The Hotel Soap Travesty

SoapI spend about 60 to 80 nights in hotels every year. Given that some stays are for more than one night, I therefore estimate that I use about 50 hotel soap bars a year. Some of those are small, but some are quite substantial and elaborate.

About a year ago I put a little zip-lock bag into my wash kit so I could take those home, either to use, or to accumulate to see how much soap I personally wasted in a single year. The little box in the bathroom started filling up and eventually I threw it all out.

Soap BoxThis particular bar of soap in the picture is from the Embassy Suites. It’s actually fairly large, according to the box, 50 grams or 1.75 ounces of soap.

So let me step on my soapbox, literally  this time.

I recently read an unsettling book about children in the slums of India titled Behind the Beautiful Forevers.

Look at the little girl on the cover, sitting on her haunches in a pool of sewage. I believe that this bar of soap that I left in my hotel room this morning could wash this child for a month or more, keeping her clean and above all, much more healthy. Yet, I have no way to get this bar of soap into the hands of the child, just like I can’t deliver to India the pile of perfectly good food that the people at the table next to me just left on their plates and on the floor.

Behind the Beautiful ForeversIt is estimated that 1 million bars of soap are thrown away by hotels in the United States every day.

I personally, doing simple math, probably throw away ten times as much soap in hotels every year as I legitimately use at home  in my shower.  Due to the large amount of travel I do, I may not be a very representative example. But 1 million bars of soap is a lot of soap that is going to waste.

Researching this further, I found that there are movements underway to recover this. For instance, Clean the World is a foundation that does just this, collect slightly used bars of soap, cleans them and recycles them.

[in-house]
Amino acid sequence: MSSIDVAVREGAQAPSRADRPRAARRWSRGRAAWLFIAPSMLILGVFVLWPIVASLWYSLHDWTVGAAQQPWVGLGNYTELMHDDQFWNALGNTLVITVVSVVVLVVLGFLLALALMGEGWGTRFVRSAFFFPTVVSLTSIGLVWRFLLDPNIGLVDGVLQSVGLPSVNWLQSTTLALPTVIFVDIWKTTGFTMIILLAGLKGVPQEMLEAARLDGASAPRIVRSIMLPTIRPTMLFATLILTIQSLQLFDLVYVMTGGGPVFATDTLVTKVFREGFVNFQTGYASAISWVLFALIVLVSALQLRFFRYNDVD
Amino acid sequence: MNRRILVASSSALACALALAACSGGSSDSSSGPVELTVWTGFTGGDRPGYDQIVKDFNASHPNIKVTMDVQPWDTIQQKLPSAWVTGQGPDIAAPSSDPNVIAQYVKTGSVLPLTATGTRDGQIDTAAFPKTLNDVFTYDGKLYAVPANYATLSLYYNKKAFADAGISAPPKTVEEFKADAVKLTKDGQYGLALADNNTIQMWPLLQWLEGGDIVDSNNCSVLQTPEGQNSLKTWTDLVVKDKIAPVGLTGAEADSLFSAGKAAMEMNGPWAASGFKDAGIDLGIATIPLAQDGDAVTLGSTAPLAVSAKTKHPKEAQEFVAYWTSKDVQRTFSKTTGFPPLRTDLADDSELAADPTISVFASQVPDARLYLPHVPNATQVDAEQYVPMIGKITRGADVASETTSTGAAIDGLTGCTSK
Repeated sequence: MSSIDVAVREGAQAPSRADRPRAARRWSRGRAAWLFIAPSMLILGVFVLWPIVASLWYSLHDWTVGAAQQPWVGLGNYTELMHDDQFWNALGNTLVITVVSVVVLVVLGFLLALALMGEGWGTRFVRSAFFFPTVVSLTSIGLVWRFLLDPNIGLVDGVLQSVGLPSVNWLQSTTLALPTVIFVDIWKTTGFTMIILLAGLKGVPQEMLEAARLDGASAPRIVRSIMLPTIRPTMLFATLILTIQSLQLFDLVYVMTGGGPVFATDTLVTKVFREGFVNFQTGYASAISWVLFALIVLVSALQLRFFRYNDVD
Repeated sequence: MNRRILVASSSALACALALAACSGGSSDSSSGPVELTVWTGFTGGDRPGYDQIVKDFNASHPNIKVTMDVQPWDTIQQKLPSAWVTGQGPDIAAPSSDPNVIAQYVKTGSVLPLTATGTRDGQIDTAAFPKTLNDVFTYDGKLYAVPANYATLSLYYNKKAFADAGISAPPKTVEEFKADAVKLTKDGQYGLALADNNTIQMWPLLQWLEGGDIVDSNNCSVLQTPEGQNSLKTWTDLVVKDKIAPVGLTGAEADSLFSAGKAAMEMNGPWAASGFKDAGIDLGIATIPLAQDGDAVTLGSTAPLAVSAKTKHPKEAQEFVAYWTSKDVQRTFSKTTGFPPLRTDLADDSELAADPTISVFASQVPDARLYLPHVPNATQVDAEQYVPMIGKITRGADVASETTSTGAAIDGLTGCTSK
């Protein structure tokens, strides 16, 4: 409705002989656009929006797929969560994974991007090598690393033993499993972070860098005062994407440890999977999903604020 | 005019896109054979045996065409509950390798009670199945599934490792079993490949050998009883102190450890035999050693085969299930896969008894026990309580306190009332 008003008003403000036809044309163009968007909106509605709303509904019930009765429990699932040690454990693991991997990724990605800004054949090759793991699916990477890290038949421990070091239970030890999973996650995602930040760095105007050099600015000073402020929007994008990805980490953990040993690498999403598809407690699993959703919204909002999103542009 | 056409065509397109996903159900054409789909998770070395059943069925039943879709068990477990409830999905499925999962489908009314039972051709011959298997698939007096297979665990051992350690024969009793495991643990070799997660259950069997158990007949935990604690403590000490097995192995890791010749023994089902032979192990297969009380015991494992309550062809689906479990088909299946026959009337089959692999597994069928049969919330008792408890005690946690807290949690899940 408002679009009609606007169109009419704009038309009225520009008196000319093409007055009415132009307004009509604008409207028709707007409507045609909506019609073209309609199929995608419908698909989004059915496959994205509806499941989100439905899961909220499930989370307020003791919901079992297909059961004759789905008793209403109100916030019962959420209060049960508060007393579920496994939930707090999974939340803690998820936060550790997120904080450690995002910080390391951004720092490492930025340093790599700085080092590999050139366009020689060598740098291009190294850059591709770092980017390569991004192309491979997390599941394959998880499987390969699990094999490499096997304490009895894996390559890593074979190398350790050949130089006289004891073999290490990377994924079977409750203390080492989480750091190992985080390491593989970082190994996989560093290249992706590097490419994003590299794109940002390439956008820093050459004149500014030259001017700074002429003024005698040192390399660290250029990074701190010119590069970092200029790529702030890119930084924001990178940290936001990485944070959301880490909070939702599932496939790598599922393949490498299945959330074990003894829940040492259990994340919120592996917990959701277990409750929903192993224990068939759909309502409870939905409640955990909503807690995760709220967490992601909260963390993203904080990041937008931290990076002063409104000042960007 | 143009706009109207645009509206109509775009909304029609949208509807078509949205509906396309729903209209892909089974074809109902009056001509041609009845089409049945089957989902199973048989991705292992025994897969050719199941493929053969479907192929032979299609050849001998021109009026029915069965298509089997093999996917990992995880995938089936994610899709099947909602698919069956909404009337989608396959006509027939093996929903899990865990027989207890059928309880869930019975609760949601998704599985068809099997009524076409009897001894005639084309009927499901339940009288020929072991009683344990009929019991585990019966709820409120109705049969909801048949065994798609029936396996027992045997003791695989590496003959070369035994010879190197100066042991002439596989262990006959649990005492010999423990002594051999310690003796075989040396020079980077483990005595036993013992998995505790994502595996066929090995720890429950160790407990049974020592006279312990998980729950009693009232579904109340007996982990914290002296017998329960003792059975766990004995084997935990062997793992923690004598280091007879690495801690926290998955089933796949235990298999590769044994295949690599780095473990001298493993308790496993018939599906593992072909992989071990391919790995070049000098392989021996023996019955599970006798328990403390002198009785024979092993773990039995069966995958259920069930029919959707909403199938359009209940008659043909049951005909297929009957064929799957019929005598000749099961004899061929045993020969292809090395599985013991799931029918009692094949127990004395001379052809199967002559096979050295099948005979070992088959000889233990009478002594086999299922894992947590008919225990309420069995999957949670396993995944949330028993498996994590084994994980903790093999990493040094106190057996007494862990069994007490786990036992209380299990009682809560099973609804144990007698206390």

I found it somewhat astonishing they are actually worried about the “gently used” bars of soap harming the recipients.

Clean the World is committed to maintaining an environmentally and hygienically safe recycling process. As the world’s first, high volume soap recycler, Clean the World ensures that all bars of soap recycled and distributed domestically and abroad are completely safe and will not harm the end-user due to disease or pathogens that can be transmitted if proper re-purposing does not exist.

Read the book Behind the Beautiful Forevers and you will be convinced that if this little girl on the cover actually DID get a used bar of soap from the Embassy Suites into her hands, the last thing she’d do would be using it. She would trade it for money or something to eat, because she would look at a used bar of soap as something of a treasure, far higher in value than the bottle caps, pieces of plastic, glass and metal trash that she normally trades with.

Here is some more information in case you are interested in hotel waste recycling, something most of us don’t even give a second thought in this country of abundance.

And that’s why they call us Rich Americans. We can waste soap.

3 thoughts on “The Hotel Soap Travesty

  1. It starts with one. Or the hotels could easily eliminate the need for bar soap and install dispensers with soap, conditioner, and body soap, just as I did when I operated my Bed & Breakfast. The cost savings is huge, fancy spas do it, and it’s considered a ‘luxury’.

Leave a Reply